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What male and female bodybuilders both want more than anything is the highly-desired “six-pack.” Even so, not everyone agrees on how to achieve that. There is quite a bit of misinformation out there that might hamper your progress if you’re not careful. For best results, you should avoid the following ab training myths.
This is perhaps one of the biggest ab training myths out there. While it is possible to develop your abdominals by doing exercises that target them, the muscles will still not be visible unless you have very low body fat. As little as 2 millimeters of fat over top of your abs is enough to hide them, meaning you won’t have a six-pack no matter how many crunches you do. You’ll need the right combination of diet, cardio, and ab training exercise if you are to burn off excess fat and make your abs pop.
Just because you need cardio exercise doesn’t mean you must do lots of it. In fact, excessive cardio may actually do more harm than good, as steady state cardio tends to burn calories only while you are exercising. As a result, your muscles are not stimulated enough so that your body recognizes they are needed. When this happens, your body will begin breaking down lean muscle for energy, and your efforts become counterproductive. Around 20 to 30 minutes of cardio is all that’s needed – any more than that and you will likely be working against yourself.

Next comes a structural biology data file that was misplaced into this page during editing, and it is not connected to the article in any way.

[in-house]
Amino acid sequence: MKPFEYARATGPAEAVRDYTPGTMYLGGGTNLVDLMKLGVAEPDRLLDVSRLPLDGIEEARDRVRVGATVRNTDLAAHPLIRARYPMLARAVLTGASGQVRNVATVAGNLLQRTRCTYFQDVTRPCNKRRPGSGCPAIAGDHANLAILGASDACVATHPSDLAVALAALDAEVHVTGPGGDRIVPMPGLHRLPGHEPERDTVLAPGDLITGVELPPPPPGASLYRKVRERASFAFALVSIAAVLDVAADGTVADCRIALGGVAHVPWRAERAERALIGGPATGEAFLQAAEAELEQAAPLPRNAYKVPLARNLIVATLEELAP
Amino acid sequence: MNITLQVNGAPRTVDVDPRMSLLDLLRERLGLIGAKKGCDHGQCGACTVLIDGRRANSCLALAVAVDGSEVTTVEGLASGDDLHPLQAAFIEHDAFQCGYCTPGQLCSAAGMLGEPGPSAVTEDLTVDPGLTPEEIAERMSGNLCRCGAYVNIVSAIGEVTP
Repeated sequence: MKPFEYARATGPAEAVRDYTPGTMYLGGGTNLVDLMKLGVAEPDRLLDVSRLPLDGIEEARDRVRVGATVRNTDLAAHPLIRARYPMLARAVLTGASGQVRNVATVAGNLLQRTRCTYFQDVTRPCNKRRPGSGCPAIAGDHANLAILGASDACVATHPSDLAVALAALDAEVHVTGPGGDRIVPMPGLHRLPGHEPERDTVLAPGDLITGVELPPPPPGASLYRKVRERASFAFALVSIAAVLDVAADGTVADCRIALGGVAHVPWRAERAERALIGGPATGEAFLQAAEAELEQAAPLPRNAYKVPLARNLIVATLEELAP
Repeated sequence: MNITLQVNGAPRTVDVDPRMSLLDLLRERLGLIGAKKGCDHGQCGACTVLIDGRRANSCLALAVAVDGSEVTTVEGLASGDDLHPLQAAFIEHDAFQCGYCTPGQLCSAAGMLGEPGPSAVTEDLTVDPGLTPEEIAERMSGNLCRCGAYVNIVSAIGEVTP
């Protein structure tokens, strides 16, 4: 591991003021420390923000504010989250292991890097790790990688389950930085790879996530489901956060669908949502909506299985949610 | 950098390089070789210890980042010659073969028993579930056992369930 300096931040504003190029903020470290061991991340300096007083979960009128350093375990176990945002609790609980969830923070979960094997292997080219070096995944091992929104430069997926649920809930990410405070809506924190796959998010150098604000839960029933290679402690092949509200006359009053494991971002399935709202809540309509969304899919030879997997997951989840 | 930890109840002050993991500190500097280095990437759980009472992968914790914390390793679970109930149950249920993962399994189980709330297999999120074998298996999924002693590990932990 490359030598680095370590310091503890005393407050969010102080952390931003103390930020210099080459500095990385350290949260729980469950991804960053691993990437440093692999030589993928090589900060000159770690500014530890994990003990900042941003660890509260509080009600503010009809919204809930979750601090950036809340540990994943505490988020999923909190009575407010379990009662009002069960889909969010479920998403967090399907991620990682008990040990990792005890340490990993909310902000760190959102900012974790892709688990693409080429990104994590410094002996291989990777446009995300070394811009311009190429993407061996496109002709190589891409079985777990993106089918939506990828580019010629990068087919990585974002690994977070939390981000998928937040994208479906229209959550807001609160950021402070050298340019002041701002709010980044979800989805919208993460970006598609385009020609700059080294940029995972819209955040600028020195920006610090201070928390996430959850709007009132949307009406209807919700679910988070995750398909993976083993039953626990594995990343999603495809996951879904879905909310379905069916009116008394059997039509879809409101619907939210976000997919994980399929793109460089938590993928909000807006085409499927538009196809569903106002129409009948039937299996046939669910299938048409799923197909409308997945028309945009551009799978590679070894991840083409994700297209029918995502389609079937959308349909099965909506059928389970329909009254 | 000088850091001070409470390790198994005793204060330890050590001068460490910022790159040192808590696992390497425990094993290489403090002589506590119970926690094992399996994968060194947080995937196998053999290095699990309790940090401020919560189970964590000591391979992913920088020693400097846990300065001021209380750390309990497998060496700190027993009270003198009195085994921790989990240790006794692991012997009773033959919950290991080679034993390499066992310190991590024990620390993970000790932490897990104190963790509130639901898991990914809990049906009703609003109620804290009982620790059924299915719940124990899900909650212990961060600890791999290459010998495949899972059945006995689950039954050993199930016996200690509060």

An extremely harmful ab training myth is that training this muscle every day is acceptable. Your abdominal muscles are the same as any other muscle in your body, and must therefore have ample time for recovery if they are to grow. What’s more, exercising them every day does not provide any significant reduction in belly fat. A study was performed on 24 people, who each performed seven different abdominal exercises five days per week over the course of six weeks. These individuals showed no loss in belly fat at the end of that time frame, and also did not see a change in the amount of overall body fat.
Performing endless repetitions of sit-ups or crunches will not develop your abs any more than hours of cardio will. The slow twitch fibers in your abdominals respond best to low weight/high repetition exercise, while the fast twitch ones prefer high weight/low repetition. This means that in order to maximize your results, you should include both high and low repetitions. The idea that you must perform high repetitions is an ab training myth that needs to be discarded altogether.
Following bad advice can make it next to impossible to meet your fitness goals. Having a well-defined midsection requires throwing off these ab training myths and instead following a sensible diet and exercise program that is designed to reduce fat and build muscle.